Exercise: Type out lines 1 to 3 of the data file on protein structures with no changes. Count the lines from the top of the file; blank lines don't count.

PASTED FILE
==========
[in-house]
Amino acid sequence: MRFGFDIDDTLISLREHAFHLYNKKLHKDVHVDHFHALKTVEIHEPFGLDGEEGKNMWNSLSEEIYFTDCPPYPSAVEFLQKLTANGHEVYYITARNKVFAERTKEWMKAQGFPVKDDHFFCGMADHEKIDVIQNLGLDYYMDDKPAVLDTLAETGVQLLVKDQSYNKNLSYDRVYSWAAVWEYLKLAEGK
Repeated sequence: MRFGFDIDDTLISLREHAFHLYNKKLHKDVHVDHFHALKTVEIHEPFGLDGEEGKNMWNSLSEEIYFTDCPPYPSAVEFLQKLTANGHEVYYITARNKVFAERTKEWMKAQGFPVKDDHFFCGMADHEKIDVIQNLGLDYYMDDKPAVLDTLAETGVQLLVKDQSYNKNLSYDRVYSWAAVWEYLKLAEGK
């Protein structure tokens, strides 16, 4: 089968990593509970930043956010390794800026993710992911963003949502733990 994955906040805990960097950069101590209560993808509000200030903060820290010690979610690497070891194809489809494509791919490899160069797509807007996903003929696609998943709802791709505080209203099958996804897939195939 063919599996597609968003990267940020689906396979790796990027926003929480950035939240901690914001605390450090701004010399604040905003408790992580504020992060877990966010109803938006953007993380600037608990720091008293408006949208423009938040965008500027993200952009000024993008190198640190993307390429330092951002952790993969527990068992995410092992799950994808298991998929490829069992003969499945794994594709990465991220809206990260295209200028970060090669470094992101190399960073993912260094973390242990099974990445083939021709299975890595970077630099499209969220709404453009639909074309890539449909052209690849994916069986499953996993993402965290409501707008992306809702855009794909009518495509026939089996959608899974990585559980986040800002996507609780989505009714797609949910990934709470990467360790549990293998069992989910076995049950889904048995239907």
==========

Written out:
[in-house]
Amino acid sequence: MRFGFDIDDTLISLREHAFHLYNKKLHKDVHVDHFHALKTVEIHEPFGLDGEEGKNMWNSLSEEIYFTDCPPYPSAVEFLQKLTANGHEVYYITARNKVFAERTKEWMKAQGFPVKDDHFFCGMADHEKIDVIQNLGLDYYMDDKPAVLDTLAETGVQLLVKDQSYNKNLSYDRVYSWAAVWEYLKLAEGK
Repeated sequence: MRFGFDIDDTLISLREHAFHLYNKKLHKDVHVDHFHALKTVEIHEPFGLDGEEGKNMWNSLSEEIYFTDCPPYPSAVEFLQKLTANGHEVYYITARNKVFAERTKEWMKAQGFPVKDDHFFCGMADHEKIDVIQNLGLDYYMDDKPAVLDTLAETGVQLLVKDQSYNKNLSYDRVYSWAAVWEYLKLAEGK